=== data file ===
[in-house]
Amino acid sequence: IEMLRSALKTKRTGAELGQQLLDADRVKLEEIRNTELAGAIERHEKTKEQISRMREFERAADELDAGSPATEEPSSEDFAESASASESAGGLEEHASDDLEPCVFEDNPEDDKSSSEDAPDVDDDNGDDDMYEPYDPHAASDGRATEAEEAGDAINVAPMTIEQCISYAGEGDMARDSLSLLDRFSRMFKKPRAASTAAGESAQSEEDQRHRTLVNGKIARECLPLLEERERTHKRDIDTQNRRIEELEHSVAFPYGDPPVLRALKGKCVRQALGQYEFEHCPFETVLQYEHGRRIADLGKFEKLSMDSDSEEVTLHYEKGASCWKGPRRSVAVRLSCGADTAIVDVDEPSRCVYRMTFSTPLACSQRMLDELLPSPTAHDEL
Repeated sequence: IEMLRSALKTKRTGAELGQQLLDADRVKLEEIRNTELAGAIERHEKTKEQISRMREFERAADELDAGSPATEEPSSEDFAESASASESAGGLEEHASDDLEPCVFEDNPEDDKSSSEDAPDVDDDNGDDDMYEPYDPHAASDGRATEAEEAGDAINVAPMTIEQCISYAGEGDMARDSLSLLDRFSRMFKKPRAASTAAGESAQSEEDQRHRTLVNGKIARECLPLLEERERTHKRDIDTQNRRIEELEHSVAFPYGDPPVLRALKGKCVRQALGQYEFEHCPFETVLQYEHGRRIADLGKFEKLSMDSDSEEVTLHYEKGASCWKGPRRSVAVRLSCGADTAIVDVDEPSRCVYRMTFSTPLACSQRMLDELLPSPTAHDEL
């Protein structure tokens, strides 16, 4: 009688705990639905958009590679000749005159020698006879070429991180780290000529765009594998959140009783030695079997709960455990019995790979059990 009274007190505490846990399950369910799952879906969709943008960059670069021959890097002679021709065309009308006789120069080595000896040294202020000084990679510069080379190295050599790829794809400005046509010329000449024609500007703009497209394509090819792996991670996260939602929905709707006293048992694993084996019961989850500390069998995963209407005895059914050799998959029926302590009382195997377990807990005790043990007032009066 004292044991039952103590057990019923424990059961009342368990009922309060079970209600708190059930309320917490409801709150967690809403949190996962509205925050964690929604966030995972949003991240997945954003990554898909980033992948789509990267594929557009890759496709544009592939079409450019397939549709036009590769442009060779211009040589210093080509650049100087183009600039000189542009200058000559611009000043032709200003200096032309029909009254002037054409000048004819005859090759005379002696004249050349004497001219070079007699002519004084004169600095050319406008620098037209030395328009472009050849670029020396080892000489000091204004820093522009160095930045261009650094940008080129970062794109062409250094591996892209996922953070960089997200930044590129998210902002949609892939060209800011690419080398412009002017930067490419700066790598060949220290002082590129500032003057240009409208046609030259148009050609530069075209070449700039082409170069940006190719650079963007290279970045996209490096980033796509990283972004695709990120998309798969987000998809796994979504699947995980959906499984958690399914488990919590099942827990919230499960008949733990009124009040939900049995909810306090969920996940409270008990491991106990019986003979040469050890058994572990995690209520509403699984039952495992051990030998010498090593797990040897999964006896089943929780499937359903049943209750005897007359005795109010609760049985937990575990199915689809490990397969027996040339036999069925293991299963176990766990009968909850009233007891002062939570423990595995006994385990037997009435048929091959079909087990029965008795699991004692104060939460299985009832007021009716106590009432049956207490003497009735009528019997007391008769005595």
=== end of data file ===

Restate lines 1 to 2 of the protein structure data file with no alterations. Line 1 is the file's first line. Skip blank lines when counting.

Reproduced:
[in-house]
Amino acid sequence: IEMLRSALKTKRTGAELGQQLLDADRVKLEEIRNTELAGAIERHEKTKEQISRMREFERAADELDAGSPATEEPSSEDFAESASASESAGGLEEHASDDLEPCVFEDNPEDDKSSSEDAPDVDDDNGDDDMYEPYDPHAASDGRATEAEEAGDAINVAPMTIEQCISYAGEGDMARDSLSLLDRFSRMFKKPRAASTAAGESAQSEEDQRHRTLVNGKIARECLPLLEERERTHKRDIDTQNRRIEELEHSVAFPYGDPPVLRALKGKCVRQALGQYEFEHCPFETVLQYEHGRRIADLGKFEKLSMDSDSEEVTLHYEKGASCWKGPRRSVAVRLSCGADTAIVDVDEPSRCVYRMTFSTPLACSQRMLDELLPSPTAHDEL